"I think it's really a sign of an industry that's maturing. At the point when the first Mortal Kombat came out, you know, there weren't other games that had digitized graphics, in terms of that stuff. All of a sudden, video games were getting sophisticated enough to present something in a much more realistic way. While other games have had blood in them, it was very pixelated, and all of a sudden, it jumped up and people were like "whoa, whoa." That's when it became an issue, and that's when a rating system was put in place, that we agreed with. We agreed that this content is not intended for all players. It was more for the older player who's now 29 or 30 years, that's the one that we're targeting now."

I assume you like making Mortal Kombat for many reasons. It's obviously a great business, the games always do well, but what keeps you motivated to keep working on the series?

"Introducing new things. I think with each Mortal Kombat game, we've introduced something that's never been done before. With this game, it's the character variations. Something that would answer the question: "what is different about this one?" It's more than putting prettier graphics on a game, we've seen that not work out well.

In addition, we've done other projects. We did an Injustice game that did really well for us, and it had an amazing mobile game. We've all had other games to work on, which lets you come back to Mortal Kombat with a fresh mind and new ideas."

Do you ever have a desire to work on something other than fighting games?

"Oh, yea, yea. Me personally, I've always wanted to try action adventure games, and driving games, sports games. All of that is a big thing, but you know, Mortal Kombat keeps my hand pretty full, and Injustice now, and all that stuff, so it's a very big business."

How important are the fans to you and what you do as a studio?

"They're the ones that keep coming back and buying our games, so they obviously have a huge voice. A lot of us are on social media and there's some amount of communication, but some people forget that they are one of hundreds of thousands of people that are expressing their opinion, and clearly when you have a big sample of people expressing opinions, there's going to be dramatically conflicting opinions. We can't literally listen and address every single person's point. One guy says "Liu Kang should never be in the game," and one guys says "it's not Mortal Kombat without Liu Kang." We can't satisfy everybody."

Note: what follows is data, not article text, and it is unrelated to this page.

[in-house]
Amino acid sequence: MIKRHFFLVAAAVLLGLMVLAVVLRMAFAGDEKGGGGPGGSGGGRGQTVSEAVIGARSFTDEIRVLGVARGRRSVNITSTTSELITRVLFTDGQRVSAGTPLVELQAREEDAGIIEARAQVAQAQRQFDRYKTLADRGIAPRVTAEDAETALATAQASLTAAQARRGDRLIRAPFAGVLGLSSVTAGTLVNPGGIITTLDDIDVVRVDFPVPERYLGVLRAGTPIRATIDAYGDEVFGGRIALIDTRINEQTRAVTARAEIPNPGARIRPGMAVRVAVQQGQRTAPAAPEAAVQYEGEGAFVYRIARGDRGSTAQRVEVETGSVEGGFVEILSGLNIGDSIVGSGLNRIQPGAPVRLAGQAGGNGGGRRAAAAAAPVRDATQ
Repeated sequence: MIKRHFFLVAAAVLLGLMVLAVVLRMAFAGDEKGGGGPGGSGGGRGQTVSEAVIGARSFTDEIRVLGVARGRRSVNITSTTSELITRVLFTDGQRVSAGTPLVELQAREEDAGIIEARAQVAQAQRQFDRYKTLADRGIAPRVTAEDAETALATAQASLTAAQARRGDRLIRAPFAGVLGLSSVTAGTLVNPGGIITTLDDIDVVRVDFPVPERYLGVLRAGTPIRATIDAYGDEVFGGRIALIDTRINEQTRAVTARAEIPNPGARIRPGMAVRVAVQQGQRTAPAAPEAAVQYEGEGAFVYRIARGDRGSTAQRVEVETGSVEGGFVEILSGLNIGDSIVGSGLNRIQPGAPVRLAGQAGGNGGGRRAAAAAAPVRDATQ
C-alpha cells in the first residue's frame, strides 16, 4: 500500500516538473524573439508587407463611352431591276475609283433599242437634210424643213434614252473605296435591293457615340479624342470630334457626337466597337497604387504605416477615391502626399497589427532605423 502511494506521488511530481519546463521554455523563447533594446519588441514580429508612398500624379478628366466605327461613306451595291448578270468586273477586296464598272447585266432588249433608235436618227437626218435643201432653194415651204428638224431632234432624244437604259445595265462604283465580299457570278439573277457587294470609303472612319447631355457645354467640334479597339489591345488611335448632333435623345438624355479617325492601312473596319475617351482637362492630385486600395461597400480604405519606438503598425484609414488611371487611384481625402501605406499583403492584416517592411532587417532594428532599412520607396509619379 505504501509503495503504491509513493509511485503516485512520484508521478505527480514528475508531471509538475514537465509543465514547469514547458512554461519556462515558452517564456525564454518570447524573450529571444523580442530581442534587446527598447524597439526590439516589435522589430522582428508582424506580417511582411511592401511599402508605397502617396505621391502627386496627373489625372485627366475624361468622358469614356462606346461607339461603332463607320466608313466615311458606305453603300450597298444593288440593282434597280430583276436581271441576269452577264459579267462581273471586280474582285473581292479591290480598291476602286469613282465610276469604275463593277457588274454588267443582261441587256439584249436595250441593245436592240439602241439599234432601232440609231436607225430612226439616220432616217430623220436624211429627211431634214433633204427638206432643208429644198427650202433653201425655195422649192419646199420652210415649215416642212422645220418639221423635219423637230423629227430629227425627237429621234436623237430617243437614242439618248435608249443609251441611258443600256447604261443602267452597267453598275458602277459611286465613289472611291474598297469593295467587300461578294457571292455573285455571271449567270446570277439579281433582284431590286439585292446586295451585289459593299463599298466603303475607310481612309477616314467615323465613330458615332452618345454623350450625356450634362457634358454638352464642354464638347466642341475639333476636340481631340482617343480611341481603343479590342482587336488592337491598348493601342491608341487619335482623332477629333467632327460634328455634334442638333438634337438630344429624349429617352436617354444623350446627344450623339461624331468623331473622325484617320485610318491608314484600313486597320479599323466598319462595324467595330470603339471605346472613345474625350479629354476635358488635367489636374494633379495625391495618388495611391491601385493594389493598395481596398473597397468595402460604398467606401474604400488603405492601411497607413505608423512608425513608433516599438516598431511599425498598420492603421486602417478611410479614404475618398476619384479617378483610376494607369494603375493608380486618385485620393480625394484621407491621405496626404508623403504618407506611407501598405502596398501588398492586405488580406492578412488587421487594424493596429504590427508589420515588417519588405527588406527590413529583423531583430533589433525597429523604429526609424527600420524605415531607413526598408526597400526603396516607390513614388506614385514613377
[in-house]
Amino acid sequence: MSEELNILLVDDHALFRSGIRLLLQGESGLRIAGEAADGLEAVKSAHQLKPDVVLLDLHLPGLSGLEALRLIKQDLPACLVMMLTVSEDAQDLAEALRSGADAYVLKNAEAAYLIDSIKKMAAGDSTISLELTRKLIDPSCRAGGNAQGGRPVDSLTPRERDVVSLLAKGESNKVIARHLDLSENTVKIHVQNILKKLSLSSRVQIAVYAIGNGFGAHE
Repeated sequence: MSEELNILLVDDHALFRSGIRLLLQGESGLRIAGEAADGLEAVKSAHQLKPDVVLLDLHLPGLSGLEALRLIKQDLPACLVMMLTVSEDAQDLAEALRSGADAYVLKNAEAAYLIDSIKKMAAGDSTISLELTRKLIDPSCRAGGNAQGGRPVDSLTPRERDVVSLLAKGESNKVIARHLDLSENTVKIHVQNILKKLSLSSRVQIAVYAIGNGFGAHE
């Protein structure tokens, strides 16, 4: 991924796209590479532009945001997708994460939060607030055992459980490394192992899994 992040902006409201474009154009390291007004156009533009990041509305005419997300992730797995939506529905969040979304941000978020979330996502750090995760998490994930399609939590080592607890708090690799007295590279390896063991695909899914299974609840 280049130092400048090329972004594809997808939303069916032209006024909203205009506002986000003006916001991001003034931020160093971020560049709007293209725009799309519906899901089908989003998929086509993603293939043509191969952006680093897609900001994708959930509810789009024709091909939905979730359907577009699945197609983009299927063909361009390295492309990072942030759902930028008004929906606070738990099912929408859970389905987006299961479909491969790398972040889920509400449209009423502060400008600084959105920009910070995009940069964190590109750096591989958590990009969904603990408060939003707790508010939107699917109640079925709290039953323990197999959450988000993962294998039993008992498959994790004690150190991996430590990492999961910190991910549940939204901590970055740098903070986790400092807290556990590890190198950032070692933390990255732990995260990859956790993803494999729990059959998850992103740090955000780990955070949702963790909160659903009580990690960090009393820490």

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Is there any one demand from fans that was most prevalent, that is present in Mortal Kombat X?

"Character roster stuff has been a big one. There's a really big push for the obscure character we have, Tremor, which I got so many tweets from players wanting that character. It actually stood out to me as odd, but there was this swell of people pushing for it with petitions online and all of this crazy stuff, so we included him, and a big reason was because of fans yelling loud enough."

I've heard that the new generation of characters is very important to the vision for Mortal Kombat X. What unique qualities do they have that will make them interesting down the road, beyond just being relatives of classic characters?

"In a few ways. One is that we give them moves that remind you of their parents or elders, so to speak, so you'll see little nods. And then there's also, just the new blood that we feel is needed. They are their own character, they play unique to the other ones, but there's that little thread in between, the little nuances, that we kind of keep nodding to the originals."

Will there be a lot of battles between families?

"Yea, there's all this soap opera drama going on. If you go through the story mode, it details all of the drama that's happening in the families."

Is this the biggest story mode that your team's ever made?

"Oh yea, easily."

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    Peter Brown

    Peter is a Senior Editor at GameSpot who's passionate about gaming hardware and game preservation.